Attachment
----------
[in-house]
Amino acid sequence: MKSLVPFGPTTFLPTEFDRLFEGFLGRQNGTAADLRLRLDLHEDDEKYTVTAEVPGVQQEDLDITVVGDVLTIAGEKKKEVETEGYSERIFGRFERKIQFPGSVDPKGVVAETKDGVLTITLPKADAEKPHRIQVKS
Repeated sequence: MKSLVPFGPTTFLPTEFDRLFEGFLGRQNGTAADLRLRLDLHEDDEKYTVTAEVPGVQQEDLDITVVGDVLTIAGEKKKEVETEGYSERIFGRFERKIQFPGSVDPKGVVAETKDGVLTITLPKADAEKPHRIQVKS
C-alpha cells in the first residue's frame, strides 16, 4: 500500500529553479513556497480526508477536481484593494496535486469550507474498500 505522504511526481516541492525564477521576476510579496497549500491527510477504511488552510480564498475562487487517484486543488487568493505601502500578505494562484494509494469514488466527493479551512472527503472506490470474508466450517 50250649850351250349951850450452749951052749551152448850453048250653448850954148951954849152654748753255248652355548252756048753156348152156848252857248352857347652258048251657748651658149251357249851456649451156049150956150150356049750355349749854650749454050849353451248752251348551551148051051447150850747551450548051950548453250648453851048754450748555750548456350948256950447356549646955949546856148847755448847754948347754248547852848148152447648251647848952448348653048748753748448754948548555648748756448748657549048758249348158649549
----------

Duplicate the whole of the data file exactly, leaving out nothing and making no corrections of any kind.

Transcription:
[in-house]
Amino acid sequence: MKSLVPFGPTTFLPTEFDRLFEGFLGRQNGTAADLRLRLDLHEDDEKYTVTAEVPGVQQEDLDITVVGDVLTIAGEKKKEVETEGYSERIFGRFERKIQFPGSVDPKGVVAETKDGVLTITLPKADAEKPHRIQVKS
Repeated sequence: MKSLVPFGPTTFLPTEFDRLFEGFLGRQNGTAADLRLRLDLHEDDEKYTVTAEVPGVQQEDLDITVVGDVLTIAGEKKKEVETEGYSERIFGRFERKIQFPGSVDPKGVVAETKDGVLTITLPKADAEKPHRIQVKS
C-alpha cells in the first residue's frame, strides 16, 4: 500500500529553479513556497480526508477536481484593494496535486469550507474498500 505522504511526481516541492525564477521576476510579496497549500491527510477504511488552510480564498475562487487517484486543488487568493505601502500578505494562484494509494469514488466527493479551512472527503472506490470474508466450517 50250649850351250349951850450452749951052749551152448850453048250653448850954148951954849152654748753255248652355548252756048753156348152156848252857248352857347652258048251657748651658149251357249851456649451156049150956150150356049750355349749854650749454050849353451248752251348551551148051051447150850747551450548051950548453250648453851048754450748555750548456350948256950447356549646955949546856148847755448847754948347754248547852848148152447648251647848952448348653048748753748448754948548555648748756448748657549048758249348158649549